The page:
Chiefs Need Johnson

Last week I said the Chiefs should make running back Larry Johnson the highest-paid player in team history.

Judging by a report from ESPN's Michael Smith on Wednesday, that's exactly what LJ wants to be.

Apparently Johnson is seeking an eight-year, $80 million deal with $34 million guaranteed. That's a sizable chunk of change for any player, regardless of his talent. Is Johnson worth that payday?

Yes. The simple truth of the matter is that Johnson is more worthy of that deal than most. The Chiefs should be the team to give it to him and, quite frankly, they owe him more than any other team in the league.

Johnson has racked up 4,292 yards from scrimmage (more than LaDainian Tomlinson) and 40 total touchdowns over the last two seasons. He's taken a relentless pounding during that time frame but has not missed a quarter, let alone an entire game. He has done all of this while being paid peanuts in return – according to NFLPA.org, Johnson barely made $1.3 million combined in 2005 and 2006.

The Chiefs owe Johnson, just as they owed Priest Holmes after the 2002 season.

But more importantly, they owe themselves and they owe the town of Kansas City. As I stated on Friday, Johnson is KC's meal ticket. The team is a collection of past-their-prime veterans, average journeymen and inexperienced young players without him, and will be lucky to win six games should he depart.

Johnson is worth far more to the Chiefs in red and gold than he is in any other uniform. Even if he's traded for a few draft picks (and the Chiefs won't get much in return, probably not even so much as two first-round picks), that's no guarantee of future success.

When the Colts traded Marshall Faulk following the 1998 season, they received second and fifth-round picks in return. Those picks became linebacker Mike Peterson (now a Jaguar) and defensive end Brad Scioli (now a nobody). The trade was really of no benefit to Indianapolis, as it wasn't until eight seasons later that they won the Super Bowl – and they didn't even accomplish that a year ago with Faulk's successor, Edgerrin James. They missed the best years of Faulk's career.

The Chiefs aren't even in a position to pick a player like James, should they dump Johnson. The Colts were extremely fortunate to hold a high pick in the very same offseason they traded Faulk. Kansas City will be forced to play an unproven rookie behind a patchwork offensive line or, even worse, go to a running back by committee system featuring the glasslike Michael Bennett and a host of other spares (perhaps Donnell Bennett is available).

And how about the town? The Chiefs are already a second-tier franchise in the grand NFL scheme of things. They weren't awarded a primetime game at Arrowhead Stadium this year. The deal to bring a Super Bowl to Arrowhead Stadium fell through a year ago.

Without a marquee player, the Chiefs and Kansas City fall completely off the NFL map. Right now Johnson's mug is slapped all over a banner promoting season ticket sales on KcChiefs.com. Without him, who do the Chiefs promote as their main draw?

Tony Gonzalez has scored a whopping seven touchdowns over the past two seasons and is on the decline (who knows what sort of coverage he'll draw without Johnson). Ty Law is at the tail end of his career and will soon be replaced.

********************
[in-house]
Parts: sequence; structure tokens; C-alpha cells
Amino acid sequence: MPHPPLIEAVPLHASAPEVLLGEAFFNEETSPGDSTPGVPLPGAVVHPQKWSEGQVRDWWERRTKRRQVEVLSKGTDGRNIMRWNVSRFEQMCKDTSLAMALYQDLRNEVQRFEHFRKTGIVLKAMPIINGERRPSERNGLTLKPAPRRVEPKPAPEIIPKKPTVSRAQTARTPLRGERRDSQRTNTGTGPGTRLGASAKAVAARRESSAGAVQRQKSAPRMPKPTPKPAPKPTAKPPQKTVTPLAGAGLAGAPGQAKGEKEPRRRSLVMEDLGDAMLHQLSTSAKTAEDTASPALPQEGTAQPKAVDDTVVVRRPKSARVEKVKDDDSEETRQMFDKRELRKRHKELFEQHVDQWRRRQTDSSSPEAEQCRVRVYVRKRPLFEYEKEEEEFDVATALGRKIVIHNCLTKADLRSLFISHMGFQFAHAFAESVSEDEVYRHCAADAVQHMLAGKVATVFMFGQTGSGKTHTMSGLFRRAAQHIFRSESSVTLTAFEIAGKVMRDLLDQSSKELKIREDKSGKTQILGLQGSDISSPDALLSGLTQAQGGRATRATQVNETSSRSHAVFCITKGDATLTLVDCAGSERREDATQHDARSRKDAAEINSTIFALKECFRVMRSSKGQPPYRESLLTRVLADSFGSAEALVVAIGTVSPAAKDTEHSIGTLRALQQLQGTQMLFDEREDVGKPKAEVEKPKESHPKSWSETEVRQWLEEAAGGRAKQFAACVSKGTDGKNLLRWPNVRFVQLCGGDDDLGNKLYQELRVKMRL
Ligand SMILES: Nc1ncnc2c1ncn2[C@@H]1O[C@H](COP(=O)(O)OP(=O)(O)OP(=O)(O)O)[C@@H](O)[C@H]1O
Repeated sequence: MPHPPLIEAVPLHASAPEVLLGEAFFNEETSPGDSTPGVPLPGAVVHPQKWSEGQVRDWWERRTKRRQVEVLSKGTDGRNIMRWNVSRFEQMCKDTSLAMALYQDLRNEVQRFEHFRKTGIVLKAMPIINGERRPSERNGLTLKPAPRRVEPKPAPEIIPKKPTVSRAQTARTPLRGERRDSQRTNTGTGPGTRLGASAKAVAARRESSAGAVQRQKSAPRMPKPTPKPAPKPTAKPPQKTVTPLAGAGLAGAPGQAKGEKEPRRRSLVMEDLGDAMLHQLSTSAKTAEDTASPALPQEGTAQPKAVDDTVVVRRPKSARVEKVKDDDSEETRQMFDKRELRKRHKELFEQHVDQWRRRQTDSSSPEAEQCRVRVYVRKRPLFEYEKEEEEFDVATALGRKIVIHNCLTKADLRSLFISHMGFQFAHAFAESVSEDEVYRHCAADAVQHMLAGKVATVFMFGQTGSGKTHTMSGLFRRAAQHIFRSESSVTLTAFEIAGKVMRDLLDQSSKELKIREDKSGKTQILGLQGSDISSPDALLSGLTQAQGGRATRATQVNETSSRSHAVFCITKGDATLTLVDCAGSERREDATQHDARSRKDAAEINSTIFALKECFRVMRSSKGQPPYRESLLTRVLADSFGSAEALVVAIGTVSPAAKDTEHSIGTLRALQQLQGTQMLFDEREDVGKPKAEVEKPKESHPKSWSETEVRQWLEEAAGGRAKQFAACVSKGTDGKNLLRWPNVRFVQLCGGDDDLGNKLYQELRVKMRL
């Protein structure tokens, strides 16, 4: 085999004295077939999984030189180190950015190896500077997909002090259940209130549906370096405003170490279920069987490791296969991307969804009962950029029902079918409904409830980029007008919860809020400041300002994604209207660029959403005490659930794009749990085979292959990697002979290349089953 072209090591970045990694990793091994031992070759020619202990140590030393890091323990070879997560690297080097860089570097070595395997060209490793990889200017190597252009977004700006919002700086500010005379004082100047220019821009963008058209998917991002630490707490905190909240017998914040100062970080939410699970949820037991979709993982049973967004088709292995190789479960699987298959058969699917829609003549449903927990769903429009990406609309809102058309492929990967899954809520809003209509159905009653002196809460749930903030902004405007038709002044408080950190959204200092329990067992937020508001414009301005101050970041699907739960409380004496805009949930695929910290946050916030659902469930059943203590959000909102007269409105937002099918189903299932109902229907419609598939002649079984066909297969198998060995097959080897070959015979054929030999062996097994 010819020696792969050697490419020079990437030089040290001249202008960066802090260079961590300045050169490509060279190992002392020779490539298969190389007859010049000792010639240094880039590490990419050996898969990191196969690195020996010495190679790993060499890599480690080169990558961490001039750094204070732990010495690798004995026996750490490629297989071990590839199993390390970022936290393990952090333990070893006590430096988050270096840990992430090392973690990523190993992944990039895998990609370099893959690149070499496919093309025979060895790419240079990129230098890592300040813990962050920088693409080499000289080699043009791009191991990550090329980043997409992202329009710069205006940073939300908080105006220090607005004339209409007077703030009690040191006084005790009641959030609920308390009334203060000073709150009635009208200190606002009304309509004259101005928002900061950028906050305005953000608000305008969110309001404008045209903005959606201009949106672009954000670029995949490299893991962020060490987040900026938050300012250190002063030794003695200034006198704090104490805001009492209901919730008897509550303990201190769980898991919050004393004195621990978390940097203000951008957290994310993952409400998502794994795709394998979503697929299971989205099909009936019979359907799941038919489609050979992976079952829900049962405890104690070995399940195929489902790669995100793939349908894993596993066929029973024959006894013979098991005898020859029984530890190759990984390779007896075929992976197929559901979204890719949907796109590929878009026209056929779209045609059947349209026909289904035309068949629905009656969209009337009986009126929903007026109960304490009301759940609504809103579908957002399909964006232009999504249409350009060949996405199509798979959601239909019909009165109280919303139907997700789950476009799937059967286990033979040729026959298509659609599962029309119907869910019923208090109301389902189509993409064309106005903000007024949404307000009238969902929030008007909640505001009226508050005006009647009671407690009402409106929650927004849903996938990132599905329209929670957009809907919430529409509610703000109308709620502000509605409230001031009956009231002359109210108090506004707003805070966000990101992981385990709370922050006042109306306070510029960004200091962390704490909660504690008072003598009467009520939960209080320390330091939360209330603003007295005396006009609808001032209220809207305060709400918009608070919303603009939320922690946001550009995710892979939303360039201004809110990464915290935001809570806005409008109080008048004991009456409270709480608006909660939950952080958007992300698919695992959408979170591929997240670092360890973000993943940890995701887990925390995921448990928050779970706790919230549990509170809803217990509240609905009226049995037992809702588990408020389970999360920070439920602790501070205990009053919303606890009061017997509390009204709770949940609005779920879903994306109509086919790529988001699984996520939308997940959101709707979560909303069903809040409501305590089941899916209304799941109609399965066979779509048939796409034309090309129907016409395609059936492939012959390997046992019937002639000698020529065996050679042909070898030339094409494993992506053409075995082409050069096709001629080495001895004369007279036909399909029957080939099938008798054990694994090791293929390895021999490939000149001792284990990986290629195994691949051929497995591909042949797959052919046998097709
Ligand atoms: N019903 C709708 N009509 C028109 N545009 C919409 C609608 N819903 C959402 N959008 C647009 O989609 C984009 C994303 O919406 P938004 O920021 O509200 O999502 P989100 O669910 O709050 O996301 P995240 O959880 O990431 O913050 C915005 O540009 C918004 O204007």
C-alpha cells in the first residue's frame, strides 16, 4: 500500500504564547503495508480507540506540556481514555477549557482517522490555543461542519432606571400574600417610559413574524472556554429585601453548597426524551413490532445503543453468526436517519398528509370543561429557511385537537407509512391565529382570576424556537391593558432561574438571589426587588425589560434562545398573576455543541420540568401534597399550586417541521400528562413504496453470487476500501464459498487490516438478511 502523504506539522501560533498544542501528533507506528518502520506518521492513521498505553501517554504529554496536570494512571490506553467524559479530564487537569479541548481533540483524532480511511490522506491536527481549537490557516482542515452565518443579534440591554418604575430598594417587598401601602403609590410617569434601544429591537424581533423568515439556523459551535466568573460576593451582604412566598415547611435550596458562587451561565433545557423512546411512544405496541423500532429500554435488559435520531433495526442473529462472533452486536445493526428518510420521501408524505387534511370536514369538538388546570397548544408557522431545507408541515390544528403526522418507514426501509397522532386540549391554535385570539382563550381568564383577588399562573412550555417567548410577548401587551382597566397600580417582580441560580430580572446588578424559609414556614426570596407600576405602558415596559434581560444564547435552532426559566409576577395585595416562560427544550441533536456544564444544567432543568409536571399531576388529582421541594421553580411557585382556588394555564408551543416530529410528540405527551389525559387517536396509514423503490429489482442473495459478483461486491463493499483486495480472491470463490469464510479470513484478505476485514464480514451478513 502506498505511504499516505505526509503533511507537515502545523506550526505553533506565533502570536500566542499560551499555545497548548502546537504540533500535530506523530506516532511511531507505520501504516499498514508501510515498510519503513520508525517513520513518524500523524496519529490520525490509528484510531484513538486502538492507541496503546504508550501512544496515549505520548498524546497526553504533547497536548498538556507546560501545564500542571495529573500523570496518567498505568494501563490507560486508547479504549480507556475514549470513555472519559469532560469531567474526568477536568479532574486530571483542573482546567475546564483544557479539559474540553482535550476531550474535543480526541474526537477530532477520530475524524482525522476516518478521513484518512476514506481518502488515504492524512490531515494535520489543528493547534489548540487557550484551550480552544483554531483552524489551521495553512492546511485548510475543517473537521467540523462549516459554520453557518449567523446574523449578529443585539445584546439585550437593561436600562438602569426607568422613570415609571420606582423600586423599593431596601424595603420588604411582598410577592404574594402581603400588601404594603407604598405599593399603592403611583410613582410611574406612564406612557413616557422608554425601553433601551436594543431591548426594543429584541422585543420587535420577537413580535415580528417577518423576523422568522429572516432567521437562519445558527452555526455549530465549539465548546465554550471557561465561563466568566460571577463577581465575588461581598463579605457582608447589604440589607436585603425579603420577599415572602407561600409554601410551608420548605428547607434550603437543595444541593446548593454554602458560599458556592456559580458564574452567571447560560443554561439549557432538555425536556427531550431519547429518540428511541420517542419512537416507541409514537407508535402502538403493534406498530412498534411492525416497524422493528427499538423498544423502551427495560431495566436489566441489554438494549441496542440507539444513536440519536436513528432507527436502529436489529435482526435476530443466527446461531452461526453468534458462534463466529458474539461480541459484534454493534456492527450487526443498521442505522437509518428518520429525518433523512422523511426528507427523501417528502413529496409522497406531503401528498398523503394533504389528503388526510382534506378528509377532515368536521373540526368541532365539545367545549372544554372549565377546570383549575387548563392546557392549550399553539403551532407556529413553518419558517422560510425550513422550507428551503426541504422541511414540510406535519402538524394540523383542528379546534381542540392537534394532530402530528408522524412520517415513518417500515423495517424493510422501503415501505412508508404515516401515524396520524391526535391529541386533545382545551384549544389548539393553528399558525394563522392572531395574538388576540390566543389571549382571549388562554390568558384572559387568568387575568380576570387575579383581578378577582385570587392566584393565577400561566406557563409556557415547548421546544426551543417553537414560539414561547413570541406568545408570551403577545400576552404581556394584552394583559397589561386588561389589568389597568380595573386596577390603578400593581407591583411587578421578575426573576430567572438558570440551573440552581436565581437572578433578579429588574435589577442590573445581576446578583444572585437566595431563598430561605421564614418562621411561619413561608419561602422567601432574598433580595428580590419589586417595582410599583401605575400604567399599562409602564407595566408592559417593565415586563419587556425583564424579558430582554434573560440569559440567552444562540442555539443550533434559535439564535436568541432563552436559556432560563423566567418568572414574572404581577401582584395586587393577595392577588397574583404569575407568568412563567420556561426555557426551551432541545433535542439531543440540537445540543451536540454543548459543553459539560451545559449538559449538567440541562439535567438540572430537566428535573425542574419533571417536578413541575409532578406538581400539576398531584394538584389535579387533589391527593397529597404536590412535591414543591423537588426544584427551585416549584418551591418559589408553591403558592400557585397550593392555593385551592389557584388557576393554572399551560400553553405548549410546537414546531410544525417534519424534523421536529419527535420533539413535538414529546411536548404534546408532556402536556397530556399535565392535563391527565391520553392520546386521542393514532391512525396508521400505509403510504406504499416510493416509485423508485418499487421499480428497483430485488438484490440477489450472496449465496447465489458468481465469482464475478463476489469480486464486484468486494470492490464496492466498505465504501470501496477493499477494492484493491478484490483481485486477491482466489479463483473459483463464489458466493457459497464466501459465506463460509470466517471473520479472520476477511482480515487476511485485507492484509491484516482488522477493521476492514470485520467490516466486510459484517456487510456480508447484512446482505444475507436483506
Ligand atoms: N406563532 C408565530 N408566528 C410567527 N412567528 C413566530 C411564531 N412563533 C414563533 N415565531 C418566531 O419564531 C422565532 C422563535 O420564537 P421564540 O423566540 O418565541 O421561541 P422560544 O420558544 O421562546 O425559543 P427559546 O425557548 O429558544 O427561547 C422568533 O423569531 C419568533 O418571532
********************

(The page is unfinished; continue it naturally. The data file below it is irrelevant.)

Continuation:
Without Johnson, the Chiefs become the Houston Texans (come and see the spectacular DeMeco Ryans!), Tampa Bay Buccaneers (our quarterback's father won a Super Bowl in 1990!) and Cleveland Browns (Jim Brown is still around here somewhere!).

To put it bluntly, they become the Kansas City Cheaps.

On a positive note, trading Johnson might breathe new life into KC's rivalry with the Oakland Raiders. That is to say, the Raiders might actually beat the Chiefs a few times this decade.

It's not surprising that the Buffalo Bills are the team reportedly expressing the most interest in Johnson. They have no marketable stars (Marv Levy!), a stadium badly in need of retirement and a fan base that's quickly becoming disgruntled due to a tightwad owner (Ralph Wilson).

Johnson puts the Bills on the map. If they are willing to pay him, the Chiefs should honestly be ashamed not to.

This is the new NFL. Peyton Manning got almost $100 million. Michael Vick got $130 million. Johnson isn't perfect, but neither are those two players. Manning's teammates carried him in the playoffs last season (has Johnson ever turned the ball over three times in one game?) and Vick…well, let's just say he gave a whole new meaning to "the dirty bird" down in Atlanta. His play speaks for itself.

49ers' cornerback Nate Clements is currently making more than Johnson. Chiefs' defensive end Eric Hicks was paid more over the past two seasons. It's a slap in the face to deny LJ of what is rightfully his.

The Chiefs have no other mega-superstars. Really, they haven't had one in a long time, no one that commanded a contract in this league. It's not hard to see why they're so intimidated by this situation.

Chiefs President/GM Carl Peterson and Clark Hunt need to pay up. Peterson's legacy may be defined by how he handles this situation. This is Clark's first big hurdle as the owner.

Is giving Johnson $80 million scary? Yes.

But it's even scarier to think what the Chiefs will become without him.

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